The book’s light is Aster’s survival, and her insistence on finding (or, more often, making) pockets of beauty and joy in a world that tries to deny that she’s deserving of either. She’s angry and dogged, and she most wonderfully refuses to pretend to be anyone other than who she is. She’s black and autistic and intersex, and no matter how many people tell her that one or all of those things makes her worthless, she persists in knowing her own worth, valuing her own intelligence, and chasing after the things she wants. Here’s what author Rivers Solomon says about the book and the question that stands at its center.

An Unkindness of Ghosts is a brutal novel with hope at its core, and it should make you really excited for everything Rivers Solomon is going to write hereafter. It’s published by Akashic Books, an independent publisher I absolutely cherish.

Thanks to my lovely friend Alice for picking me up an ARC at BEA this year! If you want to read more by/about Rivers Solomon, you can check out their Patreon for regular content (poems, flash fiction, short essays, etc).

Review: Song of the Current, Sarah Tolcser

Either book covers have become more beautiful lately, or I have become more susceptible, but I find myself in a constant state of awe over book covers these days. Look at this one, for Sarah Tolcser’s YA novel of at-sea adventures, Song of the Current:

Song of the Current

With the moon? And the way it sparkles on the water? I’m into it.

Song of the Current is about a girl called Caro who comes from a family of wherrymen favored by the river god. At seventeen, she’s never heard the river god’s voice and fears she never will. When her father is arrested and her friends’ boats burned, she must agree to take on a dangerous smuggling job to secure her father’s freedom. Water- and land-based adventures ensue (but mostly water) (hooray).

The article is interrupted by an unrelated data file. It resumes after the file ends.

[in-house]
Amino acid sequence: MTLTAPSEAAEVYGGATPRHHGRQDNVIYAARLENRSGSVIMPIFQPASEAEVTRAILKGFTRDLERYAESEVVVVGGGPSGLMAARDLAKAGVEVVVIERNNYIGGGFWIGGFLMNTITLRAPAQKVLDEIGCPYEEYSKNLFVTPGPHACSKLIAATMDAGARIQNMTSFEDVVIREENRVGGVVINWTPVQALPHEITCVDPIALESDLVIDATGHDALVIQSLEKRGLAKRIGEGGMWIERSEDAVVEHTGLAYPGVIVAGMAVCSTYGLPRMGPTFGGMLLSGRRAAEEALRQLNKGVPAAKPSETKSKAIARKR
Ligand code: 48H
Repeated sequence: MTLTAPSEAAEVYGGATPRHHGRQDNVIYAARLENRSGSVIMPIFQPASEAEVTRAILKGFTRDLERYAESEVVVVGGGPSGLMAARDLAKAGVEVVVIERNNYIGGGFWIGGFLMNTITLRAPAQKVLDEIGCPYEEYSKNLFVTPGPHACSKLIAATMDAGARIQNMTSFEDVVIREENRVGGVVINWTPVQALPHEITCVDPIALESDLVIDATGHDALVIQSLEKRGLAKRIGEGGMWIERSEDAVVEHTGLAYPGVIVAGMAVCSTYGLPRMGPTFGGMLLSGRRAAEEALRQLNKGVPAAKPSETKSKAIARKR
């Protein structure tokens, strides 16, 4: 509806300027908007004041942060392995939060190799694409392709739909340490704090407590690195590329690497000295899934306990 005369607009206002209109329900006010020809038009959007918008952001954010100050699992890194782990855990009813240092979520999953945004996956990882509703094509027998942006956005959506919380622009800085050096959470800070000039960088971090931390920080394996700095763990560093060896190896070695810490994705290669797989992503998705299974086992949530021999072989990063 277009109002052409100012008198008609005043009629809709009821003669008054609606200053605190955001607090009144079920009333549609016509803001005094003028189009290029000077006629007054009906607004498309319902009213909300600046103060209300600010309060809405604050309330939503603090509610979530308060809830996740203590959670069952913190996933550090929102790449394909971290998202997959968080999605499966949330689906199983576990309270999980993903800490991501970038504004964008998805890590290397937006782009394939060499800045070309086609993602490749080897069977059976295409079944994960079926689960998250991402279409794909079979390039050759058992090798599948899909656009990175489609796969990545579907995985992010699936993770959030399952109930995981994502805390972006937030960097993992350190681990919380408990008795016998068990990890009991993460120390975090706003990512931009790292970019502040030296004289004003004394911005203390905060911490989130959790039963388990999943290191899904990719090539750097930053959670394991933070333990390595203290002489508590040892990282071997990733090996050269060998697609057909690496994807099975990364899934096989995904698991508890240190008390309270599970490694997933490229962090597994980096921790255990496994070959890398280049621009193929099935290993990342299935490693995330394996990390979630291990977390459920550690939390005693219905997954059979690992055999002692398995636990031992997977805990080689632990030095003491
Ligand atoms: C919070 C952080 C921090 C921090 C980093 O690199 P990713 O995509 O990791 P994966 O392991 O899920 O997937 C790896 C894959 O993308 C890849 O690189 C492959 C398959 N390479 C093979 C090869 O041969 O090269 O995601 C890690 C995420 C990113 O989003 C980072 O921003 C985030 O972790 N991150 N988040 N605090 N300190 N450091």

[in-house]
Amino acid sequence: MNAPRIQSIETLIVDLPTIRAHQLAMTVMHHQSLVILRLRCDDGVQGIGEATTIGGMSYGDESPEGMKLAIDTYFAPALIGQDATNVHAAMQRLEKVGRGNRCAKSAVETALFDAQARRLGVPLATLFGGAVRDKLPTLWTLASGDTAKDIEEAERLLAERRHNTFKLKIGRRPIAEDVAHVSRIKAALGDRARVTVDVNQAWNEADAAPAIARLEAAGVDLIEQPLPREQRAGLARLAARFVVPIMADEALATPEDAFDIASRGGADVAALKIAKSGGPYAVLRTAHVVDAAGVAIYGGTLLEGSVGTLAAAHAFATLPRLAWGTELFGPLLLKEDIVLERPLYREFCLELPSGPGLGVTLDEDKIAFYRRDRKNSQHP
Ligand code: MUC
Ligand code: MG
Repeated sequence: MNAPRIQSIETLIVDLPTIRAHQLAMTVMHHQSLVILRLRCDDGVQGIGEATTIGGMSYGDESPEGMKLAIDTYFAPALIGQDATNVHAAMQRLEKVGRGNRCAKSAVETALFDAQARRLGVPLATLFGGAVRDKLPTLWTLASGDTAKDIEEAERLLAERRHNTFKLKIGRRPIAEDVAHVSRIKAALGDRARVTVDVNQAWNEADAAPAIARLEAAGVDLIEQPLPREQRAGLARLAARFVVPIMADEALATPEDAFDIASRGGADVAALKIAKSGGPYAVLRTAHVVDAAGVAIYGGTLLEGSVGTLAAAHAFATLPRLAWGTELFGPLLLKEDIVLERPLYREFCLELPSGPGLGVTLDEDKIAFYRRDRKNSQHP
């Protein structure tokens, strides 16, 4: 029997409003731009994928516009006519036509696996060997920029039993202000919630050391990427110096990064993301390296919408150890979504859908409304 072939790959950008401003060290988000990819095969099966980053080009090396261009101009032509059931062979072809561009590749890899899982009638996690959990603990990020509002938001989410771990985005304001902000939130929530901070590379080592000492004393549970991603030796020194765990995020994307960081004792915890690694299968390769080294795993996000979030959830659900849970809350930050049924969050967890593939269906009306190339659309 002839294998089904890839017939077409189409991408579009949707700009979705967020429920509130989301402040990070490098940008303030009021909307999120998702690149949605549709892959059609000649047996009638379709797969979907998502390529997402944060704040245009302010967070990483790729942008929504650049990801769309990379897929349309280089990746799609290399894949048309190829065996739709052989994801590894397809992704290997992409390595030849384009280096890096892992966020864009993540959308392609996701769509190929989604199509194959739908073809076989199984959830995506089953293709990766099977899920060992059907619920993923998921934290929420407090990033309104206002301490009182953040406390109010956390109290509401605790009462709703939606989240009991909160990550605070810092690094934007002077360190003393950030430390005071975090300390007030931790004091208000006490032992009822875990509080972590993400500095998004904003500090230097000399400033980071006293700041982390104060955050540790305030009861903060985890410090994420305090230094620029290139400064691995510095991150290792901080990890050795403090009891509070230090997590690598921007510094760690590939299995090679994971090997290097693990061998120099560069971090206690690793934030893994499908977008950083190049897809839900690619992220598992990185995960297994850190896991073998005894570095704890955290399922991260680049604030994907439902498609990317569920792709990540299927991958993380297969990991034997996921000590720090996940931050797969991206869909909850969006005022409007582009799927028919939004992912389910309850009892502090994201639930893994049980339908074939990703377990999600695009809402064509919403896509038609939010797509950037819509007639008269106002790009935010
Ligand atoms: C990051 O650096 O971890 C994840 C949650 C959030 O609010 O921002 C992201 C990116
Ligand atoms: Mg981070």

This book is hard to talk about without spoiling at least one thing, so I’m going to spoil that thing now. It happens very early on and is quite guessable (I guessed it, QED). The crate that Caro is asked to smuggle turns out to contain a human boy. GASP. He’s snooty and bad at boats, and he wears fancy clothes, and he doesn’t want to be smuggled to the place where Caro has been ordered to smuggle him. But she has no intention of letting a snooty landlubber determine the fate of her wherry and her family. DOES a grudging respect build? You’ll have to read it to find out.

(But yes. I mean, of course. What blog do you even think you’re reading right now?)

Song of the Current is so fun, y’all. Caro is clever and resourceful, a smuggler and a talented sailor; she belongs to a number of overlapping communities, all of which are deeply important to her. Her growing relationship with Marko is important, but it’s not the only relationship that matters or changes in the book. We also get to see her coming to terms with her destiny, with her mother’s family, with her father, and none of these relationships are as simple as she wants them to be.

This is also my favorite thing, a road trip story!, which necessarily makes it a little episodic. If you are fine with this (I am), you will be delighted — not every obstacle is an antagonist, and not every antagonist fights with the same weapons. We got a chance to see each of the characters at their best, a series of competences that makes it easy to root for everyone. Song of the Current reads like a standalone but appears to be the first in a series, and I can’t wait to see more of these folks. Song of the Current is a fresh, exciting debut with all the watery adventures your heart could hope for.